“Sell in May and go away” … A popular adage for many years encouraging a strategy of avoiding equity market participation from May to October. Historically the markets have underperformed during these months, with the S&P returning a cumulative average gain of 6.7% from the months of November to April and just a 2% average gain between May and October since 1945.
This gives investors a rule of thumb for entry and exit timing and paints a simplified picture of historical market returns and their seasonality. While the statement is thought-provoking, there are many exceptions and caveats to the theory of middle-year underperformance in the stock market. Regardless, the alluring thesis gives us an opportunity to discuss the state of our stock market heading into May and why we think this may be the summer to undertake a similar strategy.
With recession fears looming since the beginning of the year and only further exacerbated by the banking mess, stocks have soldiered on. The S&P is up ~8% YTD characterized by a massive rush to a limited cohort of tech stocks. However, it seems difficult to imagine equity markets staying this healthy as tighter lending conditions, resilient inflation, commercial real estate scares, and a strong service-driven labour market persist. Approaching the end of one of the most aggressive hiking cycles in memory, our economy is only beginning to feel the effects of expensive funds.
Just past the 1-year anniversary of the first hike in this cycle, quarterly bankruptcy filings in the U.S. remain at their lowest levels since 2006. This disconnection between policy and material economic pain indicates that the worst is yet to come. Once corporations and individuals look to re-up on their loans, the true ramifications of the past 12 months will reveal themselves. An extreme tightening of monetary policy and lending standards is unlikely to end in peace for both creditors and debtors, which will increase cost-cutting pressures, lead to larger layoffs, create difficulties in attaining new funding, and overall slow growth.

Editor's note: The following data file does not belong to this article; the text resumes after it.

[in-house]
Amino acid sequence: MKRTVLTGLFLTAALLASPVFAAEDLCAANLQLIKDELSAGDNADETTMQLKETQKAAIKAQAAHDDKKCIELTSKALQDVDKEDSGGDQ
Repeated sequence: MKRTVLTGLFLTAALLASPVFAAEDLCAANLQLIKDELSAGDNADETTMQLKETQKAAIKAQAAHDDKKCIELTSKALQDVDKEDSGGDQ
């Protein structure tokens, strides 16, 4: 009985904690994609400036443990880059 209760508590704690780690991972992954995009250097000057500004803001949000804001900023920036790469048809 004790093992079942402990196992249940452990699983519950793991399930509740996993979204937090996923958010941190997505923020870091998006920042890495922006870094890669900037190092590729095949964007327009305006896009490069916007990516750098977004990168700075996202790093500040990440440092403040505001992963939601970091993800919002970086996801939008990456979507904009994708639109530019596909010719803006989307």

It appears this pessimism has yet to be priced in across equity markets, as major indices trade at forward earnings estimates well above their long-term averages. This thin margin of safety in equities before the real effects of tightening have been felt, coupled with a high risk-free rate makes the assumption of market risk unattractive for the coming months. The economy must remain robust for earnings yields to stay competitive with attractive money market fund yields and risk-free asset returns, and since the worst of the credit cycle has yet to begin this is unlikely.
One of the most aggressive hiking cycles in history is sure to come at a cost, and it appears that our economy has yet to feel the extent of it. As the summer months progress and the pain sets in, investors will have to adjust to a much tougher environment. The times when one can win by rushing to tech in response to every scare won’t last forever, and capital preservation will rely on vigilant management of treacherous conditions. With all the aforementioned factors at play, it is time to stay balanced between long and short capabilities in Amplus and Lions Bay.
U.S. BANKRUPTCIES STILL AT PRE-FINANCIAL CRISIS LEVELS